My friends are pretty ~woke~ I’d say. (Do people still use that? Is my youth fleeting that much? I digress!). Whether it’s a new article on queer theory, a sex toy I need in my life, or an inclusive, sustainable brand I’d never heard of, my BFFs tell me about the best things. So, when they all ditched pads and tampons and switched to a menstrual cup, I figured they were on to something.
When the Diva Cup was first released, I thought it was just about the strangest concept. You’re gonna put that inside of you, and it’s going to catch your blood like that? That’s gonna be a no from me, dawg. I wanted nothing to do with that pink little monstrosity they called a “menstrual cup.”
As more and more of my friends began using it, they sang of its praises over and over. “It’s a product I truly cherish.” “It’s the only thing that makes my period at least somewhat bearable.” “I’d do anything for my Diva Cup.” That’s only the half of it! So, I finally decided to give that little guy a try.
So, for the basics: a menstrual cup is a small, flexible cup usually made of silicone or latex that catches and collects your menstrual blood rather than absorbing it like a pad or tampon. (I know, I know, it’s weird, but hear me out!)
How to insert:
If you’ve ever used a birth control ring or a diaphragm, the insertion is pretty similar. Fold the cup (just as you would a birth control ring), and insert just as you would a tampon without the applicator. The cup will spring open if inserted correctly, and it’ll just rest on the walls of your vagina. Your menstrual blood will drip right into the cup!
Why you need to make the switch ASAP:
Toxic Shock Syndrome can occur as a result of leaving a tampon in for too long, so you have to be careful sleeping or spending too much time before changing your tampon. Not with a menstrual cup! You can use your menstrual cup overnight, and you don’t have to worry about bringing along extras to get you through a long day.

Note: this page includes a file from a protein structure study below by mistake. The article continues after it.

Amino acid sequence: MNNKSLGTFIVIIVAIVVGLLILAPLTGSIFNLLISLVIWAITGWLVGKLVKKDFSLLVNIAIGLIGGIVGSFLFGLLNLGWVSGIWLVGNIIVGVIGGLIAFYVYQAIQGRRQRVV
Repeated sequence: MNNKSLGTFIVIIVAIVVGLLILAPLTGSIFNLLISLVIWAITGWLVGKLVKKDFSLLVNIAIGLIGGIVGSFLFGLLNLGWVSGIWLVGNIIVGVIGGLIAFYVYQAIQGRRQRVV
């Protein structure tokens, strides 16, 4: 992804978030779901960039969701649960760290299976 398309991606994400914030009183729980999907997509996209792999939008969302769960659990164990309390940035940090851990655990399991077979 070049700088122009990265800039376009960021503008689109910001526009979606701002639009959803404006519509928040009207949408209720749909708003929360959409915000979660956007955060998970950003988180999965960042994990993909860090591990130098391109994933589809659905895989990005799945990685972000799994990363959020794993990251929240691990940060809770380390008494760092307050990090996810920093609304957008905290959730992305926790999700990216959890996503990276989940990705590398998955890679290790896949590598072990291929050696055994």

If you purchase a reusable menstrual cup, it can last up to 10 years, eliminating the need for more paper products and packaging for pads and tampons.
You’ll never have to run out to buy pads and tampons again
Because a menstrual cup can last so long if you take care of it, you’ll never have a 7am 7/11 run to get pads because you ran out last month and kept forgetting every time you went to the store. This also makes a menstrual cup pretty cost-effective in the long run. One payment between $20 and $40, and you’re good for years.
You can have sex with some of them in!
The silicone and rubber cups have to removed during sex (for obvious reasons), but the softer, disposable ones are designed to stay in while you’re having sex. This might just be the perfect addition to your sex box for any time you’re on your period — it’ll catch any blood and savor all of your nice towels at the same time.
It can be more comfortable
Pads can chafe and cause rashes, but when you find the right menstrual cup, you won’t even feel it.
There’s less odor
Your menstrual odor only comes out when it hits the air, but with the menstrual cup, it’s sealed in there until you remove the cup. Amazing.
Get the right size
Sizing is everything here. If it’s too big or too small, it won’t fit your body right and will probably be incredibly uncomfortable. Do some research and figure out which one will be the best for you based on your age and whether or not you’ve given birth.
Find the right one for you
Not all menstrual cups will work for you! Different brands make different shapes and materials, and someone with a super active, HIIT-class-six-days-a-week lifestyle will probably want something a little different from someone who likes to spend a little more time on the couch. Take this quiz to find out which will work best for you.
Embrace the awkward
Putting in a menstrual cup for the first time is probably about one of the weirdest things I’ve ever done. Once I realized that every woman who’s ever tried to use one of these things has done it, I stopped feeling weird about it. It’s kinda uncomfortable and weird, but so what? You’re saving the earth, one pad/tampon-less day at a time.
Talk to your doctor before starting anything new
This is always good advice for most things in life, but when you’re inserting something new into your body, it’s good to make sure it will work for you. Certain manufacturers don’t recommend using a menstrual cup if you have an IUD, so ask your doctor if he or she thinks this will work for you.